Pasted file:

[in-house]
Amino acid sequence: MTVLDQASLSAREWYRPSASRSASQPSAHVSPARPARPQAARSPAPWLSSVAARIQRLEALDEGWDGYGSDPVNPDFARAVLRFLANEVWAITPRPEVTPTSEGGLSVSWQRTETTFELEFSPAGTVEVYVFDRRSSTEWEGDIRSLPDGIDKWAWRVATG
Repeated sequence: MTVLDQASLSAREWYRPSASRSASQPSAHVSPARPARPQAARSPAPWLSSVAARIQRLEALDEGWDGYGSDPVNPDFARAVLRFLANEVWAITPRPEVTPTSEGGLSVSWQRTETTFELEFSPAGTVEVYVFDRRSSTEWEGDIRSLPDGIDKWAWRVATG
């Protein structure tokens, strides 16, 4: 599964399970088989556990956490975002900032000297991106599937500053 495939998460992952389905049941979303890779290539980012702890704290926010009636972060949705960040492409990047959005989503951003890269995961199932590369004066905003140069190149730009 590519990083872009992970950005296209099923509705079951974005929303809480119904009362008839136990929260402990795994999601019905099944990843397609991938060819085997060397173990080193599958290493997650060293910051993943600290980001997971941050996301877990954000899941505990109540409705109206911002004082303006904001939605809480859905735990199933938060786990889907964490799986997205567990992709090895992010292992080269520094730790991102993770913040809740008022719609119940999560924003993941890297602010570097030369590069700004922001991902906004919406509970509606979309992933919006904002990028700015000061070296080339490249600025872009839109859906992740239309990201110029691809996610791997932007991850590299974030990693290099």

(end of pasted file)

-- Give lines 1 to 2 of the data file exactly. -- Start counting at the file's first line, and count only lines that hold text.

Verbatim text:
[in-house]
Amino acid sequence: MTVLDQASLSAREWYRPSASRSASQPSAHVSPARPARPQAARSPAPWLSSVAARIQRLEALDEGWDGYGSDPVNPDFARAVLRFLANEVWAITPRPEVTPTSEGGLSVSWQRTETTFELEFSPAGTVEVYVFDRRSSTEWEGDIRSLPDGIDKWAWRVATG